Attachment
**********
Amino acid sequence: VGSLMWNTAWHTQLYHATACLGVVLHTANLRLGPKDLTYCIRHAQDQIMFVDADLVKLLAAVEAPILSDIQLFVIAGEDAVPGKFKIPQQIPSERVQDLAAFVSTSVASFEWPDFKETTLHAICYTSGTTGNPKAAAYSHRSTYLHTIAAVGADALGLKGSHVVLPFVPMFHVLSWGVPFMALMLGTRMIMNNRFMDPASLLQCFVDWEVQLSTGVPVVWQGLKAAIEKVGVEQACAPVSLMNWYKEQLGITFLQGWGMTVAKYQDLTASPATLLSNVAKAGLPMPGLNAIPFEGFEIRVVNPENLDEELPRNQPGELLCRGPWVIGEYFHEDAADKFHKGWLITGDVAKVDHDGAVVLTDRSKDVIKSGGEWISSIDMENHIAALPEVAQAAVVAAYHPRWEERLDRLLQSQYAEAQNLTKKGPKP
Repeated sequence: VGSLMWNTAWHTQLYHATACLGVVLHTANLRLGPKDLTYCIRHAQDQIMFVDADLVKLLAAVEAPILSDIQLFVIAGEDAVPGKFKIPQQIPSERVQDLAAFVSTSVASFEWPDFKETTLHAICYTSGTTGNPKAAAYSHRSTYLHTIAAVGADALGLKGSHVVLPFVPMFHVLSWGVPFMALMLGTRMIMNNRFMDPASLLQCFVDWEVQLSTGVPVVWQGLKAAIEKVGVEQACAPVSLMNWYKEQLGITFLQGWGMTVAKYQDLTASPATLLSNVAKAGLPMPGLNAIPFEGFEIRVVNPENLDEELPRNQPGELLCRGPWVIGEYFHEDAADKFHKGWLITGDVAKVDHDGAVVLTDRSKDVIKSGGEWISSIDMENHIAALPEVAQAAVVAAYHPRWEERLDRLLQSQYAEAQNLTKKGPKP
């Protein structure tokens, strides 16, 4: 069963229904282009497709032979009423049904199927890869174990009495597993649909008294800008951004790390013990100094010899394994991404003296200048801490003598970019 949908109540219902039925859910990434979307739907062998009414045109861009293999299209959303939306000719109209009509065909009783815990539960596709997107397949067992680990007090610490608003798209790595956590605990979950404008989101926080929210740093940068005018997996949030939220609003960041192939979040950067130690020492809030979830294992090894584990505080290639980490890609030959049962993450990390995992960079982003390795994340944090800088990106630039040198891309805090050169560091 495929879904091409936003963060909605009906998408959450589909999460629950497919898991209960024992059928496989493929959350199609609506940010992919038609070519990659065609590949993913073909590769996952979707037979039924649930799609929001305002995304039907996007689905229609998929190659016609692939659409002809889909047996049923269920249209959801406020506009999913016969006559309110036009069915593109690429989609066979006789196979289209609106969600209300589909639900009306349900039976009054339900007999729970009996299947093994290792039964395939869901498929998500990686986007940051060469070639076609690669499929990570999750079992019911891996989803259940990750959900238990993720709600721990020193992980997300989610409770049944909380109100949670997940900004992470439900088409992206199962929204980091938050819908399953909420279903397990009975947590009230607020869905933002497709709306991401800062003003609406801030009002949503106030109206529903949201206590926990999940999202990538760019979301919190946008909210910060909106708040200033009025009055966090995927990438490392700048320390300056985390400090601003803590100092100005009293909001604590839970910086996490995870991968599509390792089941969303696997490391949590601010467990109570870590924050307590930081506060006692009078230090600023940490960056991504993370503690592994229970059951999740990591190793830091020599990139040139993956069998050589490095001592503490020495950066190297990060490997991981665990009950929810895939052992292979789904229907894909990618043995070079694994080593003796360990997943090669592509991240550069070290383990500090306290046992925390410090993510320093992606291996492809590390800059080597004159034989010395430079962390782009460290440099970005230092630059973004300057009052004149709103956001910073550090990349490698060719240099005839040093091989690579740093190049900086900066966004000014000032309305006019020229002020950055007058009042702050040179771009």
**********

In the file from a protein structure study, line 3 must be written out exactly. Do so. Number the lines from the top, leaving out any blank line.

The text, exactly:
């Protein structure tokens, strides 16, 4: 069963229904282009497709032979009423049904199927890869174990009495597993649909008294800008951004790390013990100094010899394994991404003296200048801490003598970019 949908109540219902039925859910990434979307739907062998009414045109861009293999299209959303939306000719109209009509065909009783815990539960596709997107397949067992680990007090610490608003798209790595956590605990979950404008989101926080929210740093940068005018997996949030939220609003960041192939979040950067130690020492809030979830294992090894584990505080290639980490890609030959049962993450990390995992960079982003390795994340944090800088990106630039040198891309805090050169560091 495929879904091409936003963060909605009906998408959450589909999460629950497919898991209960024992059928496989493929959350199609609506940010992919038609070519990659065609590949993913073909590769996952979707037979039924649930799609929001305002995304039907996007689905229609998929190659016609692939659409002809889909047996049923269920249209959801406020506009999913016969006559309110036009069915593109690429989609066979006789196979289209609106969600209300589909639900009306349900039976009054339900007999729970009996299947093994290792039964395939869901498929998500990686986007940051060469070639076609690669499929990570999750079992019911891996989803259940990750959900238990993720709600721990020193992980997300989610409770049944909380109100949670997940900004992470439900088409992206199962929204980091938050819908399953909420279903397990009975947590009230607020869905933002497709709306991401800062003003609406801030009002949503106030109206529903949201206590926990999940999202990538760019979301919190946008909210910060909106708040200033009025009055966090995927990438490392700048320390300056985390400090601003803590100092100005009293909001604590839970910086996490995870991968599509390792089941969303696997490391949590601010467990109570870590924050307590930081506060006692009078230090600023940490960056991504993370503690592994229970059951999740990591190793830091020599990139040139993956069998050589490095001592503490020495950066190297990060490997991981665990009950929810895939052992292979789904229907894909990618043995070079694994080593003796360990997943090669592509991240550069070290383990500090306290046992925390410090993510320093992606291996492809590390800059080597004159034989010395430079962390782009460290440099970005230092630059973004300057009052004149709103956001910073550090990349490698060719240099005839040093091989690579740093190049900086900066966004000014000032309305006019020229002020950055007058009042702050040179771009």